Biographical Information:

Dates: 1935-
Dates in Ridgefield: lived on Gilbert Street

illustrator, painter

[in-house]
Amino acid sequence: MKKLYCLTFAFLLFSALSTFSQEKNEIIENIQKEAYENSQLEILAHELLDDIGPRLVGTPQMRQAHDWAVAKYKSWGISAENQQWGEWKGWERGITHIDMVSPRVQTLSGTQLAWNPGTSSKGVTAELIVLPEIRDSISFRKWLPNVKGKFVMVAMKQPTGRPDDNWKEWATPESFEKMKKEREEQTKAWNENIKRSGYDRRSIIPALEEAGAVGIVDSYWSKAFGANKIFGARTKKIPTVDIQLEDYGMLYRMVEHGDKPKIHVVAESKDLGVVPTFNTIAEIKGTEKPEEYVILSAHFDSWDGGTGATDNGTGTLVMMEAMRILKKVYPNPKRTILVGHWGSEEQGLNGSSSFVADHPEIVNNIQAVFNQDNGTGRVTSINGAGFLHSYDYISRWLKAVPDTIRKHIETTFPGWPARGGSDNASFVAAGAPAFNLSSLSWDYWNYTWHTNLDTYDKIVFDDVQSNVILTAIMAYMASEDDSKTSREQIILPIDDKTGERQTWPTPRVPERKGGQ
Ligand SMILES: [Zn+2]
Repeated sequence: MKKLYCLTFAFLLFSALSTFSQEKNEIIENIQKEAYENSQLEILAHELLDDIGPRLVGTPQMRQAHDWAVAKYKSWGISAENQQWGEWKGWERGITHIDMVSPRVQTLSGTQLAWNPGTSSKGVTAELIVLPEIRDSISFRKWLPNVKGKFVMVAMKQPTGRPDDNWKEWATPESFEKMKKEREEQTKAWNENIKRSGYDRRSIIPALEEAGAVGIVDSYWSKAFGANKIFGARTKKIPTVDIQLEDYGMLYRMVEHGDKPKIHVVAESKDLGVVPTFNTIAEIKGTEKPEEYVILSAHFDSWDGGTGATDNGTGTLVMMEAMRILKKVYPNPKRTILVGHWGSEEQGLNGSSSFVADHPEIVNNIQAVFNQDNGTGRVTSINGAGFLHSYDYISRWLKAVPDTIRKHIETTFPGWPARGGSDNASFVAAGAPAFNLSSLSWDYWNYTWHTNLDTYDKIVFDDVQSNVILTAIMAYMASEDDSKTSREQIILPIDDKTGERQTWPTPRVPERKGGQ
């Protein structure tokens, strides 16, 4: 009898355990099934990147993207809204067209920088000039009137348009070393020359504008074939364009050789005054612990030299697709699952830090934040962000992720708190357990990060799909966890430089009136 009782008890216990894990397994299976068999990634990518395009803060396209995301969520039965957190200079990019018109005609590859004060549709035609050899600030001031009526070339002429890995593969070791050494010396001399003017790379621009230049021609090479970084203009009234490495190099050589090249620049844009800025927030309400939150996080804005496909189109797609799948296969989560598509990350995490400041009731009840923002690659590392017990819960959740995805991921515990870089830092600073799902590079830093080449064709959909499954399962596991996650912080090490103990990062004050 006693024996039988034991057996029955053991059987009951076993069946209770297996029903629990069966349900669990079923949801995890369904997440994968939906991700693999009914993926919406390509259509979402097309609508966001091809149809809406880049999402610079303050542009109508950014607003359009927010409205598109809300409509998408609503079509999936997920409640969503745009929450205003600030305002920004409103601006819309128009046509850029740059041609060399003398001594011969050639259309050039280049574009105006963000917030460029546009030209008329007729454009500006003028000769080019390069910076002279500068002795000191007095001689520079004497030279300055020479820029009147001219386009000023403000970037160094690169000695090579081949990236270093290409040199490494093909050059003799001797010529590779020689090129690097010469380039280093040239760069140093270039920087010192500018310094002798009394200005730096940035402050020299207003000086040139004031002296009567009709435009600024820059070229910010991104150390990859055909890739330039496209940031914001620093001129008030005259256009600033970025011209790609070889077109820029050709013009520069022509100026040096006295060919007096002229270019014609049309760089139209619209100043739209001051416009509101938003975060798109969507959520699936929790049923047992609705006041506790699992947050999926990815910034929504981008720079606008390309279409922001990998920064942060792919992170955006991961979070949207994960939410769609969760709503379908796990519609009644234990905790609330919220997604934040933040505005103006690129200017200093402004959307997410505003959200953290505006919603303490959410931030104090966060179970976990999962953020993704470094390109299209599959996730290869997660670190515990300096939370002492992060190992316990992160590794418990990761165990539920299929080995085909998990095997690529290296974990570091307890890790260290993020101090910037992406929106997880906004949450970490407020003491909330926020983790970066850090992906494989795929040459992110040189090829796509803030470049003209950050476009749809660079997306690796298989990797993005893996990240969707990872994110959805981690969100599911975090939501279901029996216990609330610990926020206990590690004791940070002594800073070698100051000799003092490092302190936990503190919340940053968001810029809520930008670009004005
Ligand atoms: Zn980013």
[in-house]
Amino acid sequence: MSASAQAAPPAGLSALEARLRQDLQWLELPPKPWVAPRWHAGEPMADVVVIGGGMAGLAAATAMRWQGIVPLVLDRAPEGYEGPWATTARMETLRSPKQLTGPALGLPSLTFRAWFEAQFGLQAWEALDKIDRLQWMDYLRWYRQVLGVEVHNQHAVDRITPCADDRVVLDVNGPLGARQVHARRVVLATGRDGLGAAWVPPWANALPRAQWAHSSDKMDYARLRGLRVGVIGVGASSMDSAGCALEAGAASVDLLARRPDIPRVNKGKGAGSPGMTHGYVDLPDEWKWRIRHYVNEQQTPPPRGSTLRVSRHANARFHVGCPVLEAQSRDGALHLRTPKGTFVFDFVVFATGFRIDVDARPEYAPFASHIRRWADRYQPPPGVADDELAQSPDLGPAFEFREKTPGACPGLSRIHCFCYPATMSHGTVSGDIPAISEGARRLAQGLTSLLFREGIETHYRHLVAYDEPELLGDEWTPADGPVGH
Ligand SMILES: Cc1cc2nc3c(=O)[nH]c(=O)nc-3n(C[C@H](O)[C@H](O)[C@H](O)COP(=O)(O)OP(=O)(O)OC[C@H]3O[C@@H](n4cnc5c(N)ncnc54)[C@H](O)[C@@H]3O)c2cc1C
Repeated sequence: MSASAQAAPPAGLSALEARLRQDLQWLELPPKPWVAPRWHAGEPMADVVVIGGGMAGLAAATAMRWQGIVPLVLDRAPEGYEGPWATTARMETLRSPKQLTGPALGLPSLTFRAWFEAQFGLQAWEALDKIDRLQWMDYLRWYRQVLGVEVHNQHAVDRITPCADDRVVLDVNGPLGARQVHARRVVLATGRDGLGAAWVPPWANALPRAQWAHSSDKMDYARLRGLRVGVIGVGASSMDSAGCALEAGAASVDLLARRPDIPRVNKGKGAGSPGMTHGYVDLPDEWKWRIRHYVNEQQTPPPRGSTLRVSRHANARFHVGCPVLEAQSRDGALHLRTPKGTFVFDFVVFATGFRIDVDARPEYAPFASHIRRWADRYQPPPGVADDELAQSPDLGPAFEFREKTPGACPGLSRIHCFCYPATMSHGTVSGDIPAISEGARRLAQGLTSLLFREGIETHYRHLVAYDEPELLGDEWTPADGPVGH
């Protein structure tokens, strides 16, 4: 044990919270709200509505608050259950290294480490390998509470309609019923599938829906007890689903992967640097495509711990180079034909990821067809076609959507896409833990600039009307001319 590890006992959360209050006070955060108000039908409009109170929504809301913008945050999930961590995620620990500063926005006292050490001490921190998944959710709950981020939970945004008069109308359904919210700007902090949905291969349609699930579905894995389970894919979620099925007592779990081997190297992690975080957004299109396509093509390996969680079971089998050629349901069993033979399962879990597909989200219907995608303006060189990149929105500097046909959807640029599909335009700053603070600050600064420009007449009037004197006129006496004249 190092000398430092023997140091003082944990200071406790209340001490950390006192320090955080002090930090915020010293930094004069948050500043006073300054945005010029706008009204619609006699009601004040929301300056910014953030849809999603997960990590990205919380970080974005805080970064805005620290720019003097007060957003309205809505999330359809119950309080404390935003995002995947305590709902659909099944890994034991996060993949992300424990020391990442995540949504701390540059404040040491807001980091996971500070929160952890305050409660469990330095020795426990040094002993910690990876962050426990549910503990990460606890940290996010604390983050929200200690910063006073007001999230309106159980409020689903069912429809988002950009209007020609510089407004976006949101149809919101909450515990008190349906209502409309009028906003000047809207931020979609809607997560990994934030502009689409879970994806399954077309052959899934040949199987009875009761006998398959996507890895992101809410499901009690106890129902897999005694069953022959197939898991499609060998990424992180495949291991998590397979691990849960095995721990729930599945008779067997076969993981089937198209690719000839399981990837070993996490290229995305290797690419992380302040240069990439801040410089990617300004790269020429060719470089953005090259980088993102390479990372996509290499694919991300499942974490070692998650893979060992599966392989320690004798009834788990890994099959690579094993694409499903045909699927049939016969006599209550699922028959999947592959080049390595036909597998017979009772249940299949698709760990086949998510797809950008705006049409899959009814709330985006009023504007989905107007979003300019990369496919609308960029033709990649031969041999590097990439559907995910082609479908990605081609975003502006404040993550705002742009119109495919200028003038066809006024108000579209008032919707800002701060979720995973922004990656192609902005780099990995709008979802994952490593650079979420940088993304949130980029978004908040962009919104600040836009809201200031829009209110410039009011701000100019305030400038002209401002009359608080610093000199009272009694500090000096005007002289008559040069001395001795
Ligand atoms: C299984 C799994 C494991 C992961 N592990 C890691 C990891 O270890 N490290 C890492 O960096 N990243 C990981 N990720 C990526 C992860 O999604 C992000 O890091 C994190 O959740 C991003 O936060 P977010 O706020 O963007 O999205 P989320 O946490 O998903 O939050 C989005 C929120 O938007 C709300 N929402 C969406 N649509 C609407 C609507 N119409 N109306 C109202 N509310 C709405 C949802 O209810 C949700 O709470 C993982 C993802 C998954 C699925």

Literally millions of people have seen hundreds of paintings by Harry Bennett, but most viewers would not know his name. Mr. Bennett, a Ridgefielder most of his life, has been one of the most prolific paperback book cover artists in the United States and probably the leading painter of covers for Gothic novels -- more than 800 of them during a 17-year period from 1965 to 1982 alone. "The Gothic presents a black and white world," Mr. Bennett once told an interviewer. "There are the innocents, the dashing and the vulgar. A problem arises and is solved, good over evil -- it's as simple as that. But along the way, there is excitement, mystery, romance." And all three qualities are seen in his covers, which have graced the covers of the works of such authors as Mary Stewart, Phyllis A. Whitney, Anya Seton, Susan Howatch, Jude Devereaux, and Martha Albrand. Born in nearby South Salem in 1919, Mr. Bennett came to Ridgefield when he was a year old, grew up on Gilbert Street, and was a member of the Ridgefield High School basketball team that reached the semifinals of the state championship in 1937. During World War II, he was a major in the U.S. Army in the Pacific, and painted many of the battle scenes he saw. He also suffered a broken back in the war. Mr. Bennett studied fine arts at the Institute of Chicago, and graphics at the American Academy of Art, also in Chicago, and began doing advertising art for Pepsi, Buick, and other national accounts in the 1940s. In the late 50s, he switched to books, and began doing covers for Ross MacDonald mysteries and in 1961, Gothics -- his first for Mary Stewart's Thunder on the Right. By 1972, Gothic novels represented 25% of all paperback sales nationally, and hundreds of titles -- some selling 15 million copies -- bore Bennett covers. Mr. Bennett lived for many years at the corner of Main and Pound Streets -- a Victorian that's been turned into condominiums called Bennett House. Around 1982, he moved west and today paints expressionistic works from a studio overlooking the Pacific in Astoria, Ore.